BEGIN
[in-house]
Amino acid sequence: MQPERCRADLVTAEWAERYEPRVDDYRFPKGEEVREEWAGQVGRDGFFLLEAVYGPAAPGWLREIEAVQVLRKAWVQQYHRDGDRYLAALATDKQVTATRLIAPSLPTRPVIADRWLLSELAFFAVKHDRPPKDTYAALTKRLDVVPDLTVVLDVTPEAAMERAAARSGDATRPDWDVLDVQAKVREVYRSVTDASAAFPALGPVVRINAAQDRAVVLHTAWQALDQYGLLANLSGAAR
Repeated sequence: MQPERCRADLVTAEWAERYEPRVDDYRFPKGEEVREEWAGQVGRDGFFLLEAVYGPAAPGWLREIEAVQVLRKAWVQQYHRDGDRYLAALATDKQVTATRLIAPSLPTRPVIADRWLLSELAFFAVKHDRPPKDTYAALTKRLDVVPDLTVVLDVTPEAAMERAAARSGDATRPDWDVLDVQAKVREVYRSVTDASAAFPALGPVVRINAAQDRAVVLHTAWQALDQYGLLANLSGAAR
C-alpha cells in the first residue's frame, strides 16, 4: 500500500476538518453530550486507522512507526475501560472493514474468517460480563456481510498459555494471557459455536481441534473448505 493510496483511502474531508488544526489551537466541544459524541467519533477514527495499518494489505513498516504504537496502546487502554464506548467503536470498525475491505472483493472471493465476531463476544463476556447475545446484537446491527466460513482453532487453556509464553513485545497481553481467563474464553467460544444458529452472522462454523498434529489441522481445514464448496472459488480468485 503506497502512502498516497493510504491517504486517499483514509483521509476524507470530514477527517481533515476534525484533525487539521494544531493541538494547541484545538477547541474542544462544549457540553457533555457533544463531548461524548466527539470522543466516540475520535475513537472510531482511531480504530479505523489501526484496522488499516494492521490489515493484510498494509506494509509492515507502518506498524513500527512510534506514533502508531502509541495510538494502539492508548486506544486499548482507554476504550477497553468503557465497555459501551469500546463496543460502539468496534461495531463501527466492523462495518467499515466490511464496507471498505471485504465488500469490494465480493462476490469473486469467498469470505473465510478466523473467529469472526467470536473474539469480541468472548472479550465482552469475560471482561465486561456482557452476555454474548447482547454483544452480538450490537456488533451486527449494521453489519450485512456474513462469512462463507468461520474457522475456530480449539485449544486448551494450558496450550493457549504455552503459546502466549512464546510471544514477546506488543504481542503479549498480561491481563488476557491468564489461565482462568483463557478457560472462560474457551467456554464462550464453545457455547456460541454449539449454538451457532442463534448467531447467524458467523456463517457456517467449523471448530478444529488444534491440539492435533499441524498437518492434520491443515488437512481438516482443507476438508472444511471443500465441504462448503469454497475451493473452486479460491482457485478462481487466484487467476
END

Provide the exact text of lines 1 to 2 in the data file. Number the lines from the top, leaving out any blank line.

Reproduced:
[in-house]
Amino acid sequence: MQPERCRADLVTAEWAERYEPRVDDYRFPKGEEVREEWAGQVGRDGFFLLEAVYGPAAPGWLREIEAVQVLRKAWVQQYHRDGDRYLAALATDKQVTATRLIAPSLPTRPVIADRWLLSELAFFAVKHDRPPKDTYAALTKRLDVVPDLTVVLDVTPEAAMERAAARSGDATRPDWDVLDVQAKVREVYRSVTDASAAFPALGPVVRINAAQDRAVVLHTAWQALDQYGLLANLSGAAR